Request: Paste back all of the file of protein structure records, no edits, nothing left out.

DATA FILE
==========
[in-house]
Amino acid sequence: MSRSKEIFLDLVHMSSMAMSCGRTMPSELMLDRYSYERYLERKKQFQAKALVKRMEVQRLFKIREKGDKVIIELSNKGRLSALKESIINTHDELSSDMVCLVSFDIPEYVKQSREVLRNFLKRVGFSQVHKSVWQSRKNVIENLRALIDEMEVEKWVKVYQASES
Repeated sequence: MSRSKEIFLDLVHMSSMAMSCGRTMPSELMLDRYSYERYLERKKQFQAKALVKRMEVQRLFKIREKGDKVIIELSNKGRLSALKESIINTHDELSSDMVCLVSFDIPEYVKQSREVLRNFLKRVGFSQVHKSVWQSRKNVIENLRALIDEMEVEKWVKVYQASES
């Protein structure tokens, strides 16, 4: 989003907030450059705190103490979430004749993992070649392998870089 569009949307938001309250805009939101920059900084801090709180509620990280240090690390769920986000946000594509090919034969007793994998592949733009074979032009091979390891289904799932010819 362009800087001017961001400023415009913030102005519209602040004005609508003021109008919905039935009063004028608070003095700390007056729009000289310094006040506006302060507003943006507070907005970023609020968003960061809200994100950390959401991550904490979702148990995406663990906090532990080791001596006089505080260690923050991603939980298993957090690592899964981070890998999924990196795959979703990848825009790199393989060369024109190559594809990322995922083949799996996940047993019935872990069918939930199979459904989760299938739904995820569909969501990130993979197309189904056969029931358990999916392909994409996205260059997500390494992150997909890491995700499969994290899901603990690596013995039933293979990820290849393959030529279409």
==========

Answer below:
[in-house]
Amino acid sequence: MSRSKEIFLDLVHMSSMAMSCGRTMPSELMLDRYSYERYLERKKQFQAKALVKRMEVQRLFKIREKGDKVIIELSNKGRLSALKESIINTHDELSSDMVCLVSFDIPEYVKQSREVLRNFLKRVGFSQVHKSVWQSRKNVIENLRALIDEMEVEKWVKVYQASES
Repeated sequence: MSRSKEIFLDLVHMSSMAMSCGRTMPSELMLDRYSYERYLERKKQFQAKALVKRMEVQRLFKIREKGDKVIIELSNKGRLSALKESIINTHDELSSDMVCLVSFDIPEYVKQSREVLRNFLKRVGFSQVHKSVWQSRKNVIENLRALIDEMEVEKWVKVYQASES
């Protein structure tokens, strides 16, 4: 989003907030450059705190103490979430004749993992070649392998870089 569009949307938001309250805009939101920059900084801090709180509620990280240090690390769920986000946000594509090919034969007793994998592949733009074979032009091979390891289904799932010819 362009800087001017961001400023415009913030102005519209602040004005609508003021109008919905039935009063004028608070003095700390007056729009000289310094006040506006302060507003943006507070907005970023609020968003960061809200994100950390959401991550904490979702148990995406663990906090532990080791001596006089505080260690923050991603939980298993957090690592899964981070890998999924990196795959979703990848825009790199393989060369024109190559594809990322995922083949799996996940047993019935872990069918939930199979459904989760299938739904995820569909969501990130993979197309189904056969029931358990999916392909994409996205260059997500390494992150997909890491995700499969994290899901603990690596013995039933293979990820290849393959030529279409």